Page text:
Hendrickson, Arne

Partial transcript Audio T0246

Identity elements

Reference code

SIE 2-5-t246

Name and location of repository

Level of description

File

Title

Hendrickson, Arne

Date(s)

  • 1983-06-15 (Creation)

Extent

Content and structure elements

Scope and content

The interview was conducted with Arne Hendrickson on June 15, 1983 in Kennewick, Washington. This interview contains information on family history; family life in Norway; father's death in WWI; school, confirmation, and work in Norway; emigration and work in the U.S.; logging and trapping in California; WWII; citizenship; Scandinavian organizations; trips to Norway; children; Norwegian language. Also available is a photograph of Arne Hendrickson. The interview was conducted in English.

System of arrangement

Conditions of access and use elements

Conditions governing access

Physical access

Technical access

Conditions governing reproduction

Languages of the material

Scripts of the material

Language and script notes

Finding aids

Acquisition and appraisal elements

Custodial history

Immediate source of acquisition

Appraisal, destruction and scheduling information

Accruals

Related materials elements

Existence and location of originals

Existence and location of copies

Related archival materials

Related descriptions

Notes element

General note

Biographical Note

Biographical Information Arne Hendrickson was born Arne Henrikson on May 27, 1908 in Kolbjørnsvik, Aust-Agder, Norway, the oldest of three children. His father, Anders Henrikson, was a seaman-skipper in the merchant marine, and died when a British ship torpedoed his ship during WWI. His mother, Inga Henrikson, never remarried, and was a seamstress while they lived in a house in Arendal; she collected the insurance money from his father's death and also had a sewing school. Around 1916-17, she sold the house and bought a farm near Audnedal. Arne walked to school five to six miles away until he was 14, and then attended confirmation class once a week all summer long at the Vigeland parish. He attended a special school in Buhølen to learn woodworking for about a year and a half, and then got a job in a carpenter's shop-but the shop was small and work was unsteady. He went to sea as a merchant marine for two to three years, working out of Amsterdam and Hull, England, and immigrated to the U.S. with a few neighbor girls in 1927. He arrived in New York on September 22, 1927 and stayed with friends on Staten Island until he got a construction job building bungalows and houses. When he finished that job, he worked on a mud dredge deepening the harbor between the Statue of Liberty and New Jersey, and then with an Italian outfit in Yonkers, NY. He left New York with his friend Martin on March 12, 1930 and arrived in Eureka, CA, where an uncle lived. He worked in several different logging camps in California for two years, but left after he witnessed another man get crushed by logging equipment. There was no logging in the winters, so he spent one and a half winters living and trapping raccoon, mink, and otter on Pete Thompson's homestead in the Humboldt Mountains, about forty miles east of Eureka. He moved to Billings, MT, after two years, and between 1932-34 had a series of jobs in various places: building sheep sheds in Lovell, WY; construction in Bismarck, ND; and forest service in Montana. He met his wife, Iva Marie Brown, a native of Montana, and they were married on September 19, 1934. Their first home was in Milltown, MT, east of Missoula, and Arne worked in a sawmill for Anaconda Copper. They had three children-Julie, Dane, and Doug-and stayed in Milltown for seven years, until WWII started. To avoid Arne being drafted, they left the area in about 1941 and for the next nine months, he worked on the construction of a Navy boot camp in Farragut, ID. They left in December, and he had construction work in California until the family moved to Washington in 1943, after which he got a job with Morris and Knutsen Construction in Kennewick. He became a citizen in 1943, and his name was legally changed to Hendrickson. He worked for independent contractors around Kennewick until the late 1940s when the union went on strike and there were no jobs. He then went to Alaska where he built radar stations and apartment houses, and he owned his own business in Kennewick after he moved back. He and Marie fished commercially out of Ilwaco, WA after he retired, but quit in 1979. Arne organized the Sons of Norway lodge in Kennewick, and it held its first meeting on April 6, 1968; he also belongs to the Eagles, Moose, 1949 Union in Pasco, and the Masons. He has taken return trips to Norway in 1958, 1969, and 1968.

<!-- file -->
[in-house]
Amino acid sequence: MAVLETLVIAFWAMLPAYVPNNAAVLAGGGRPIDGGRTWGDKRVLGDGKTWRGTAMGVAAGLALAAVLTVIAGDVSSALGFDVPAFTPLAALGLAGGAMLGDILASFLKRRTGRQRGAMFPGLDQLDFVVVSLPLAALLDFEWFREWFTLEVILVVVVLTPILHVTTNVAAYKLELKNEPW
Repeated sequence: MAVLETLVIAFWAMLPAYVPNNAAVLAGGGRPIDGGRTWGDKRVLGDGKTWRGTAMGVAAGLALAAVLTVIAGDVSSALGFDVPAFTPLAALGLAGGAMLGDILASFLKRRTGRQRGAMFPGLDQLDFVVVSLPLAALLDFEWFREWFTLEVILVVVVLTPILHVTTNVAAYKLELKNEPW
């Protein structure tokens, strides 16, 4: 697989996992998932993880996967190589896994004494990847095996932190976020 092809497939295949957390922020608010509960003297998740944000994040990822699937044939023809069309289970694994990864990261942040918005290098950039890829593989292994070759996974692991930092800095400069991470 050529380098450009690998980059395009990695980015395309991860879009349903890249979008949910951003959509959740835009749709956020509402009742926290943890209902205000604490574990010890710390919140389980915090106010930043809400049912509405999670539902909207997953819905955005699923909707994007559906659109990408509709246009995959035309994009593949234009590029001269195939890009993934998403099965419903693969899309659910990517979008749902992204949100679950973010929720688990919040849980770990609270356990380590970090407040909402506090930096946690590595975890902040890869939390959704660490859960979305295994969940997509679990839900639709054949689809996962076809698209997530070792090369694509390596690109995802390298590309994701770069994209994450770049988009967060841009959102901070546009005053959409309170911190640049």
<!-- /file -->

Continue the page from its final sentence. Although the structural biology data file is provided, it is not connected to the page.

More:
Lineage

Full Name: Arne Henrikson Father: Anders Henrikson Mother: Inga Henrikson Spouse: Iva Marie Brown Brothers and Sisters: Arthur Henrikson Ingrid Henrikson Children: Julie Henrikson Dane Henrikson Doug Henrikson

Specialized notes

Alternative identifier(s)

Description control element

Rules or conventions

Sources used

Access points

Subject access points

Place access points

Name access points

Genre access points

Accession area

Related subjects

Related people and organizations

Related genres

Related places